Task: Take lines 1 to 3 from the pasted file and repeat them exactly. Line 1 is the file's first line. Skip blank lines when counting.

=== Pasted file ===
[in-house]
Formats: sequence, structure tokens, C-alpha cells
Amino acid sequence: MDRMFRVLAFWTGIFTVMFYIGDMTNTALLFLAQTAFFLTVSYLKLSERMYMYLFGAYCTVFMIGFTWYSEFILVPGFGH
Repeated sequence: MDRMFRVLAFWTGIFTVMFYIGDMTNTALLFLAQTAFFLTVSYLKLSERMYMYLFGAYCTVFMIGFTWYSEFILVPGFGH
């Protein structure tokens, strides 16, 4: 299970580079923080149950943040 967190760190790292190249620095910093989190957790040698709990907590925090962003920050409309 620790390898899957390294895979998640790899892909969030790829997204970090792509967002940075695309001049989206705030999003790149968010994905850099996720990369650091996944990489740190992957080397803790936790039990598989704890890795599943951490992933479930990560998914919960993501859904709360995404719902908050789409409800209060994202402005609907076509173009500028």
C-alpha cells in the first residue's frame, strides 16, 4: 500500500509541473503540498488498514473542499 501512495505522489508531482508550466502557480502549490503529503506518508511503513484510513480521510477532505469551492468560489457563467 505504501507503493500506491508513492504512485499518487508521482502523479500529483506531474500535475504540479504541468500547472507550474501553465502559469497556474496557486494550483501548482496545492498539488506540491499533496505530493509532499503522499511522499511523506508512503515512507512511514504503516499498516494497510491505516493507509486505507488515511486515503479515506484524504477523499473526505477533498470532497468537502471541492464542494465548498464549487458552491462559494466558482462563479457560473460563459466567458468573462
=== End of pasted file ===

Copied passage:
[in-house]
Formats: sequence, structure tokens, C-alpha cells
Amino acid sequence: MDRMFRVLAFWTGIFTVMFYIGDMTNTALLFLAQTAFFLTVSYLKLSERMYMYLFGAYCTVFMIGFTWYSEFILVPGFGH